12. Caves, D. W., Christensen, L. R., & Diewert, D. W. (1982). The economic theory of index numbers and the measurement of input, output and productivity. Econometrica, 50(6), 1393–1414.CrossRefGoogle Scholar
  13. Central Statistical Office, Office of the Registrar General & Census Commissioner, Census Data, 2011, Government of India.Google Scholar
  14. Charnes, A., Cooper, W. W., & Rhodes, E. (1978). Measuring the efficiency of decision making units. European Journal of Operational Research, 2, 429–444.CrossRefGoogle Scholar
  15. Charnes, A., Cooper, W. W., & Rhodes, E. (1981). Evaluating program and managerial efficiency: An application of DEA to program follow-through. Management Science, 27(6), 668–697.CrossRefGoogle Scholar
  16. District Information System for Education, National University of Educational Planning and Administration, State Report Cards, different issues.Google Scholar
  17. Dutta, S. (2012). Evaluating the technical efficiency of elementary education in India: An application of DEA. IUP Journal of Applied Economics, 11(2), 31–47.Google Scholar
  18. Färe, R., Grosskopf, S., Norris, M., & Zhang, P. (1994). Productivity growth, technical progress and efficiency changes in industrial countries. American Economic Review, 84(1), 66–83.Google Scholar
  19. Fare, R., Grosskopf, S., & Weder, W. L. (1989). Measuring school district performance. Public Finance Quarterly, 17, 409–428.CrossRefGoogle Scholar
  20. Farrell, M. J. (1957). The measurement of productive efficiency. Journal of Royal Statistical Society, 120(3), 253–281.CrossRefGoogle Scholar
  21. Ghose, A. (2017). Efficiency of elementary education in India: Empirical evidence using a nonparametric data envelopment Approach. Springer.Google Scholar
  22. Government of India. (1986). New Education Policy.Google Scholar
  23. Government of India. (2016). New Education Policy (NEP), 30th June 2016. www.my.gov.in.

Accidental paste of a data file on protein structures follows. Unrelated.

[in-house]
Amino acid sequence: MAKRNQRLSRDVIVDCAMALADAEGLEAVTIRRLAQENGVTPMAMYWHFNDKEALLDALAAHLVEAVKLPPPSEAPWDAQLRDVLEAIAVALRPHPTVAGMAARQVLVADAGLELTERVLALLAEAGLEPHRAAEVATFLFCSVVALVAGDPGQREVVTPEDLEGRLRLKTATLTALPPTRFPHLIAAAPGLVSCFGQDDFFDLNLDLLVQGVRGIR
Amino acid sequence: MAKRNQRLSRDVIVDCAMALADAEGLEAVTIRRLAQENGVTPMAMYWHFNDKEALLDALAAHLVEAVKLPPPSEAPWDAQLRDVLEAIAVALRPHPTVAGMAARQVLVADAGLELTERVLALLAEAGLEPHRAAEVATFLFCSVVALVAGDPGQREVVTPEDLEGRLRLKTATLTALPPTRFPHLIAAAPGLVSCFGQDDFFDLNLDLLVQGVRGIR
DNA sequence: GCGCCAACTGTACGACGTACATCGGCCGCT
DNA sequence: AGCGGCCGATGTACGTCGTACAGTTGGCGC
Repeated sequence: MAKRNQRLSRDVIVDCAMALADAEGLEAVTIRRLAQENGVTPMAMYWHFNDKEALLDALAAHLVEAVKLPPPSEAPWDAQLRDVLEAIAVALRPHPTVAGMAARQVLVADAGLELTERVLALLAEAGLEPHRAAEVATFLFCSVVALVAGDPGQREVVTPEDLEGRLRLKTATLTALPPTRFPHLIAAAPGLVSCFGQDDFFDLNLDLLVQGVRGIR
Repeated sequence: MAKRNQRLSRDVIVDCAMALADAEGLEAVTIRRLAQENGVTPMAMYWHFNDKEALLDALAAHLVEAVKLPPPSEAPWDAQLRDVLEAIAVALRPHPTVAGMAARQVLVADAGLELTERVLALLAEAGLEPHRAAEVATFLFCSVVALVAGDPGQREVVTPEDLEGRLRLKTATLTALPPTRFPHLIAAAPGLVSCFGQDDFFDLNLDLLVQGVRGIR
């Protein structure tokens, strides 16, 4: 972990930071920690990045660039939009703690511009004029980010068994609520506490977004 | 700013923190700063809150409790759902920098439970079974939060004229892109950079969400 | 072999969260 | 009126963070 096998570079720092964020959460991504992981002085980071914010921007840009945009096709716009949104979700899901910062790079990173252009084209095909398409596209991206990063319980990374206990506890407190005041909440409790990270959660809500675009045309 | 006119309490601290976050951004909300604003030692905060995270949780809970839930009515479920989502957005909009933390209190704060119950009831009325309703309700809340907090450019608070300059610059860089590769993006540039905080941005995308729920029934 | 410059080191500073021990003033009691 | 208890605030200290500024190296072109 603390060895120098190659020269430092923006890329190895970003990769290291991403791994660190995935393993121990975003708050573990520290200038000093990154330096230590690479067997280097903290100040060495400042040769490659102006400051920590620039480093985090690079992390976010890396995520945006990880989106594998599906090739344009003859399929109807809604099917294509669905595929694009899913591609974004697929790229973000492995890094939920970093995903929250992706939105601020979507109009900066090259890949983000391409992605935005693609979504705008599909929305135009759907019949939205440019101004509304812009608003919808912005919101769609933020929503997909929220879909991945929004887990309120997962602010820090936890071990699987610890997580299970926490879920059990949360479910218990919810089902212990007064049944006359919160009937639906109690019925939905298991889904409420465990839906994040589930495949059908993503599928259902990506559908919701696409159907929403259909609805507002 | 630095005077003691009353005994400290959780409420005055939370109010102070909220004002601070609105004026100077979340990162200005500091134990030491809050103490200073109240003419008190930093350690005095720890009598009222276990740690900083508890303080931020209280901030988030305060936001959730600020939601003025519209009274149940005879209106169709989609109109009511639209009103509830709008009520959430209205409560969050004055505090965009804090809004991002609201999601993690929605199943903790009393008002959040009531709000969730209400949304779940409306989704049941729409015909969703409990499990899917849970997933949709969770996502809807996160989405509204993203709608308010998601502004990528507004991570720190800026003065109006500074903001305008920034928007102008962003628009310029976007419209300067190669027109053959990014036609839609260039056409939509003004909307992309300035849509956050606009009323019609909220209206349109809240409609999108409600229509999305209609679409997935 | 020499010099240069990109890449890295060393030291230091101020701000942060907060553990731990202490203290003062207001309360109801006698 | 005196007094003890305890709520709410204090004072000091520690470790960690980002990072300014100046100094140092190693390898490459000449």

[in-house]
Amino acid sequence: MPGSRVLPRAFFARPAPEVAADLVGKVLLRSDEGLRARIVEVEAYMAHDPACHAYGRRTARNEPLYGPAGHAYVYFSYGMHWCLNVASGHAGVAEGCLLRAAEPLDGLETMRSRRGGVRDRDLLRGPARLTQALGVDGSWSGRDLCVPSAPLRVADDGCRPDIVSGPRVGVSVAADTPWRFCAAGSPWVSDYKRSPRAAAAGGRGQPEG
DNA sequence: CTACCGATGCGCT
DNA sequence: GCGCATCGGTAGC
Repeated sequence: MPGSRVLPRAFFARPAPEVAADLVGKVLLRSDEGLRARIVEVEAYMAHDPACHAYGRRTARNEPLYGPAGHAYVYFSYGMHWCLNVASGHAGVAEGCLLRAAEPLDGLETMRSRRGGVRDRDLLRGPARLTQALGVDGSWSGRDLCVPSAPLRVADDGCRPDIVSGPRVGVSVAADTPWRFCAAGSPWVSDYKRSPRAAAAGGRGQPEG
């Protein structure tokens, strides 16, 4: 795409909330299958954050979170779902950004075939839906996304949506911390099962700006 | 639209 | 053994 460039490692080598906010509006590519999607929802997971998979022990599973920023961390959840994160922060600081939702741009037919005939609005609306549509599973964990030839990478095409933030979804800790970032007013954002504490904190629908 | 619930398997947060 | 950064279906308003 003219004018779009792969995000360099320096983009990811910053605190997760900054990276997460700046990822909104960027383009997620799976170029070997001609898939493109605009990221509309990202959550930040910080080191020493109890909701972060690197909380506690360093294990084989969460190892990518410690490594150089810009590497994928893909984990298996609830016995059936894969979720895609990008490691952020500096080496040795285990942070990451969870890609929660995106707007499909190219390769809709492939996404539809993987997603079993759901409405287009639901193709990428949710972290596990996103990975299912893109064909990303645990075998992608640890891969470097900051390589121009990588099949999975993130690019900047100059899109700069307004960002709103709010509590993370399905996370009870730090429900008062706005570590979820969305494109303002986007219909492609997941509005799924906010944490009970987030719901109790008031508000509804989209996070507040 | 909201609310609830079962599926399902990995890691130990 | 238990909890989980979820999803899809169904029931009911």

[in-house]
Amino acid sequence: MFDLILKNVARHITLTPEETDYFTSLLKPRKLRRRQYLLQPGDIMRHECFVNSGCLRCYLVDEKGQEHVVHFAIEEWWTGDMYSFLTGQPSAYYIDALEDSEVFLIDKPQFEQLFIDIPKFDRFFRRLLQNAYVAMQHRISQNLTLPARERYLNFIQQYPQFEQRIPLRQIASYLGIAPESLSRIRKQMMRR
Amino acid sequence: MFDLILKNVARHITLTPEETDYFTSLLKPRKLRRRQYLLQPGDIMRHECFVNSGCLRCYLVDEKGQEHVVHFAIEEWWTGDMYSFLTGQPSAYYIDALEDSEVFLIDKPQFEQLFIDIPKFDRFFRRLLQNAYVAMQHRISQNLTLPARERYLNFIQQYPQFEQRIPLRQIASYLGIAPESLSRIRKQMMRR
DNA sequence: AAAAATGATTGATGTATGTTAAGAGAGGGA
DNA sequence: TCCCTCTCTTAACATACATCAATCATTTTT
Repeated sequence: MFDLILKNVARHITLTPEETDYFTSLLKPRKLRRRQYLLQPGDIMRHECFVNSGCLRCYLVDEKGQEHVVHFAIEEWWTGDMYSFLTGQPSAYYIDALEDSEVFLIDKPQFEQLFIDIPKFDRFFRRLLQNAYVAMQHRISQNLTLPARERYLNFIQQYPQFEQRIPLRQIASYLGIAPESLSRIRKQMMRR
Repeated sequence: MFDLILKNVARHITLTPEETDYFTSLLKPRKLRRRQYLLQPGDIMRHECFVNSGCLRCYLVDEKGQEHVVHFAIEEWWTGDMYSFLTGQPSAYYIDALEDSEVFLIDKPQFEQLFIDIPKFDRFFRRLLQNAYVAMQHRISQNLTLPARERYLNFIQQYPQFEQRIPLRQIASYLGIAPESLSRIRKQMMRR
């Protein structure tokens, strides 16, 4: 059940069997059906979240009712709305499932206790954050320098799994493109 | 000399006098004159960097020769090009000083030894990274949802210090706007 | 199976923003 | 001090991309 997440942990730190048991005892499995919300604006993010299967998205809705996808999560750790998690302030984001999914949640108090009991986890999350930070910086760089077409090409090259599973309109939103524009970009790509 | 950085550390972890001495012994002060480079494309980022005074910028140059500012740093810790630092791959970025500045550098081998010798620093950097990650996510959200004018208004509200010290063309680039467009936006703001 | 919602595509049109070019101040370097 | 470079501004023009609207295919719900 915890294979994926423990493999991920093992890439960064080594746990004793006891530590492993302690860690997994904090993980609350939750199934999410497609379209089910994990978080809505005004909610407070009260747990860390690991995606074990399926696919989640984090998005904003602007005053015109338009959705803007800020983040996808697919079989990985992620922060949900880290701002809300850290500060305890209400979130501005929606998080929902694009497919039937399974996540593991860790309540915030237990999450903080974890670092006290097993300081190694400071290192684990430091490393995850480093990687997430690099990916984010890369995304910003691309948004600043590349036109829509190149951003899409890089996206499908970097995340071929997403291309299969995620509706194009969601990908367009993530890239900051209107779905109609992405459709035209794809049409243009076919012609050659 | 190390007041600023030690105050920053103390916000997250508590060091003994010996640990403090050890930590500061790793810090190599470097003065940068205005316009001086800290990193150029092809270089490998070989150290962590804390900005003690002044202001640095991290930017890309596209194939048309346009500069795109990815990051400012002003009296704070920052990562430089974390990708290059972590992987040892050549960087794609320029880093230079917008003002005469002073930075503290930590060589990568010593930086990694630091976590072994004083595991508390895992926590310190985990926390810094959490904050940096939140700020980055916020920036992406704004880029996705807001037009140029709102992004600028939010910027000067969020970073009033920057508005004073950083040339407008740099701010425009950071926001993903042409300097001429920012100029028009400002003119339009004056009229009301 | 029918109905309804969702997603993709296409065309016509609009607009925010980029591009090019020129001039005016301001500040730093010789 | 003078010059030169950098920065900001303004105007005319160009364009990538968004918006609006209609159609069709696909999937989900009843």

24. Government of India. (2019). National Education Policy.Google Scholar
  25. Johnes, J. (2008). Efficiency and productivity change in the English higher education sector from 1996–97 to 2004–05. The Manchester School, 76(6), 1463–6786, 653–674 (Check).CrossRefGoogle Scholar
  26. Johnes, J., & Li, Y. (2008). Measuring the research performance of Chinese higher education institutions using data envelopment analysis. China Economic Review, 19(4), 679–696.CrossRefGoogle Scholar
  27. Kumbhakar, S. C., & Lovell, C. A. K. (2003). Stochastic frontier analysis. Cambridge: Cambridge University Press.Google Scholar
  28. Ludwin, W., & Guthrie, T. (1989). Assessing productivity with data envelopment analysis. Public Productivity Review, 12, 361–372.CrossRefGoogle Scholar
  29. Lucas, R. E., Jr. (1988). On the mechanism of economic development. Journal of Monetary Economics, 22(1), 3–42.CrossRefGoogle Scholar
  30. Mankiw, N. G., Romer, D., & Weil, D. N. (1992). A contribution to the empirics of economic growth. Quarterly Journal of Economics, 107, 407–437.Google Scholar
  31. Parteka, A., & Wolszczak-Derlacz, J. (2013). Dynamics of productivity in higher education: Cross-European evidence based on bootstrapped Malmquist indices. Journal of Productivity Analysis, 40, 67–82.CrossRefGoogle Scholar
  32. Ray, S. C. (2004). Data envelopment analysis: Theory and technique for economics and operation research. Cambridge: Cambridge University Press.CrossRefGoogle Scholar
  33. Ray, S. C., & Desli, E. (1997). Productivity growth, technical progress and efficiency changes in industrialised countries: Comment. American Economic Review, 85(5), 1033–1039.Google Scholar
  34. Romer, P. M. (1986). Increasing returns and long-run growth. Journal of Political Economy, 94(5), 1002–1038.CrossRefGoogle Scholar
  35. Romer, P. M. (1990). Endogenous technological change. The Journal of Political Economy, 98(5), Part 2: The Problem of Development: A Conference of the Institute for the Study of Free Enterprise Systems, S71–S102.Google Scholar
  36. Sen, A., & Anand, S. (1995). Gender inequality in human development: Theories and measurement, background papers: Human development report 1995. United Nations Development Programme (New York).Google Scholar
  37. Sengupta, A., & Pal, N. P. (2010). Primary education in India: Delivery and outcome—A district level analysis based on DISE Data. Journal of Educational Planning and Administration, XXIV(1), 5–21.Google Scholar
  38. Sengupta, A., & Pal, N. P. (2012). Assessing the primary schools multi-dimensional approach: A school level analysis based on Indian data. International Journal of Educational Development, 32(2), 264–272.Google Scholar
  39. Schultz, T. W. (1961). Investment in human capital. The American Economic Review, 51(1), 1–17.Google Scholar
  40. Tyagi, P., Yadav, S. P., Singh, S. P. (2009). Efficiency analysis of schools using DEA: A case study of Uttar Pradesh state in India, http://citeseerx.ist.psu.edu/viewdoc/summary?doi=10.1.1.536.9952.
  41. Varian, H. (1984). The non-parametric approach to production analysis. Economica, 52(3), 579–599.Google Scholar

Copyright information

© Springer Nature Singapore Pte Ltd. 2019

Authors and Affiliations

  1. 1.Department of EconomicsJadavpur UniversityKolkataIndia

Personalised recommendations